Restored and revived, Pałac Wąsowo promises a stay to remember
Have you heard of Wąsowo? I’ll forgive you if you haven’t. This time last month, neither had I, but fast-track to the present and you’ll find me already mulling a near instant return.
As has now become the norm, I was in this neck of the woods for a football match – this time around, one featuring a small town team by the name of Sokół Pniewy.
Having once miraculously reached the top-flight of Polish football, the team’s varied (mis)fortunes had since seen the club plummet down the league ladders and into soccer’s darkest dungeon.
All that remained of their fleeting moment of glory was a wacky triple-tiered stand built from cobwebs and rust. As a stadium nerd, I simply had to visit.
But where on earth would I stay? It was this conundrum that led me to the discovery of nearby Wąsowo.
Allegedly derived from the word for moustache (which alone, is surely reason enough to pay a visit?), the village was founded 700-years back and a century later the nobility moved in.
Subsequently home to a revolving roster of magnates such as the Rogowskis, Zakrzewskis, Raczyńskis and Sczanieckis, it would, however, not be until the 19th century that the commune would be landed with its defining feature: a Neo Gothic palace of striking dimensions.
With many of Poland’s traditional powerbrokers bankrupted, exiled or imprisoned as a consequence of the partitions and the rebellions that subsequently followed, a Berlin banker by the name of Richard von Hardt bought the estate from Ludwik Lewinka at a rock-bottom price.
Fuelled by the trends of the time, he commissioned the construction of a red brick palace on the grounds that he’d purchased. Completed in 1872, Hardt enjoyed the results for just over quarter of a century before bequeathing it to his son, Friedrich.
Motivated by the forthcoming visit of Kaiser Wilhelm II, an architect by the name of Gustav Erdmann was drafted in to expand the residence in 1900 and it was he that endowed it with its signature feature: a soaring turret embellished with intricate gargoyles of fantastical beasts.
Of course, the palace would not stay forever German. With WWII reaching its apocalyptic climax, its final German owner, a retired colonel by the name of Richard von Hardt, died in the final weeks of the conflict.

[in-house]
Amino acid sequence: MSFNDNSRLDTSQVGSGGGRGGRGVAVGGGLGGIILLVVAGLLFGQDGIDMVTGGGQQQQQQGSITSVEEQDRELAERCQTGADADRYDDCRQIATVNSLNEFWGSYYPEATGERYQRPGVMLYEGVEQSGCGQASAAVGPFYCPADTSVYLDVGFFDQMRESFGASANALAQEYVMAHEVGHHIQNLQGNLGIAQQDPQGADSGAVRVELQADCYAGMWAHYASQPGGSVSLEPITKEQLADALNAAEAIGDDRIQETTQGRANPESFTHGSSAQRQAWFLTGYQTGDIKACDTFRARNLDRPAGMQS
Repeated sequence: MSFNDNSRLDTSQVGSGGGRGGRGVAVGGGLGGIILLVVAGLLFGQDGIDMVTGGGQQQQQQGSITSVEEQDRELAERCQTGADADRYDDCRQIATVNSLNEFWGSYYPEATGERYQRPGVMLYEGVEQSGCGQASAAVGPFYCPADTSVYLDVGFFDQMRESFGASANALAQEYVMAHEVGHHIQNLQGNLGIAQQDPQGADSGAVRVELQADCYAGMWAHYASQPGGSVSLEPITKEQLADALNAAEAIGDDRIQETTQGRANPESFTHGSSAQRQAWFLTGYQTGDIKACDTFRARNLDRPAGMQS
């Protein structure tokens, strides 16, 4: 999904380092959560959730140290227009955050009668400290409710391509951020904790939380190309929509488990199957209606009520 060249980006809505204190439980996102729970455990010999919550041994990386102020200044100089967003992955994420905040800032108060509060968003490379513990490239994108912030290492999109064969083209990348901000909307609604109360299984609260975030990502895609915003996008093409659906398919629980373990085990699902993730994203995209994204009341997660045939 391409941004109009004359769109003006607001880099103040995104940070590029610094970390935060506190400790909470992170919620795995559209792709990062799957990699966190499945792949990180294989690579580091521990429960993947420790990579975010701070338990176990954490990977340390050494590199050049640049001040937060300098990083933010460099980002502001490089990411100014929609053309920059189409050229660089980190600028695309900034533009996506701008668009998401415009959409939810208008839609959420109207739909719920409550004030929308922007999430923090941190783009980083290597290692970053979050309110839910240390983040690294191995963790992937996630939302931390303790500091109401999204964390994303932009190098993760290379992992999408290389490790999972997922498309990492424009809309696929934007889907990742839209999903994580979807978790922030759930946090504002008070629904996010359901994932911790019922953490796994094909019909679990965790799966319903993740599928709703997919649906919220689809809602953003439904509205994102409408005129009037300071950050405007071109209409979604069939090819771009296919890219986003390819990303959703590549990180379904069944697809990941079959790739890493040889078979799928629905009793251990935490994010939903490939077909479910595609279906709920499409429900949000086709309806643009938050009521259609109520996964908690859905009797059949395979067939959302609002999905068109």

Subject to differing accounts, some claim he died leading a Volkssturm unit into Soviet fire, others that he simply shot himself in the palace the moment Red Army troops entered his lifelong home.
Thereafter turned over to the Polish state, the palace in Wąsowo functioned as the site of a state farm before being sold in 1995 to a private investor.
All good from there, you’d assume. Not so. In 2011 a huge fire ripped through the building damaging approximately 70 percent of its mass. Left a charred skeleton, at this point, some would have given up entirely, so it’s a credit to the owners that this wasn’t considered.
Restored and revived, today it functions anew as a hotel that promises a stay to remember.
Driving in, it is hard not to be wowed. Emerging from autumn’s milky mists, the palace sits clothed in a cape of cool, still shadows. Brooding silently, it could have come from the imagination of Lovecraft or Poe.
Inside, meanwhile, you’d never have guessed that the restoration was so recent. Filled with creaks and musty smells, you explore its deepest recesses with a sense of fascinated foreboding as if expecting to see the ghost of Colonel Hardt himself.
True, having stayed in zillions of palaces, this one does not fulfil its quite copious potential. Rooms are gloomy, the fittings wobbly and the bathrooms aromatic in a non-pleasing way.
But the atmosphere, oooh, that’s delicious.
Creeping over squeaking floorboards, I pass under the gazed of hunted animals nailed, their heads long nailed to decorative plinths; in the distance, an unseen clock ticks and chimes. I feel like I’ve assumed a starring role in a Victorian horror – and I do not mean that negatively for that’s a feeling I love.
I love, also, the food – a lavish steak served up in a dining room humming with activity. Less welcome, though, is a piano bafflingly positioned right outside my room – in a few hours, those that take turns to hammer its keys will become the repeated subject of my mounting irritation.
Waking, my mood lifts. It’s an exquisite day of brilliant blue skies – ready to explore, I do so with vigour.
First, the English-style park that fringes the palace. Past braying horses and marching files of geese, I circle an inky black lake whose placid waters can be crossed via a humpbacked bridge.
It’s achingly romantic, and not even the startling discovery of an animal skull can throw me off my stride. Were I artistically inclined, I’d set up an easel and not move for months.
But it’s not just the palace and its grounds that tick the picturesque. The village too, isn’t short of sights, and seen in October’s hazy half-light there’s much to be said about ulica Lipowa.
Lined with chestnut trees and 19th century cottages and cross-beamed villas, this leafy, cobbled street is the very definition of backwater bliss.
Not everything, mind you, stands frozen in time. If the palace feels a throwback, then the neighbouring Folwark Wąsowo is anything but. The work of a couple of Poznan-based architects, this former farmstead has been reinvented as a beautiful refuge espousing the philosophies on which ‘slow travel’ is based.
Inside converted barns and stables, find rustic but modern lodgings that have been thoughtfully appointed, not to mention a restaurant of note featuring garden-fresh ingredients sourced directly outside.
Unexpectedly vast, it’s a complex whose ambition reflects the passion of its owners – not content with creating a magical little kingdom, plans are afoot to build a craft brewery in the forthcoming years. Hand on heart, I won’t wait for that before heading back here.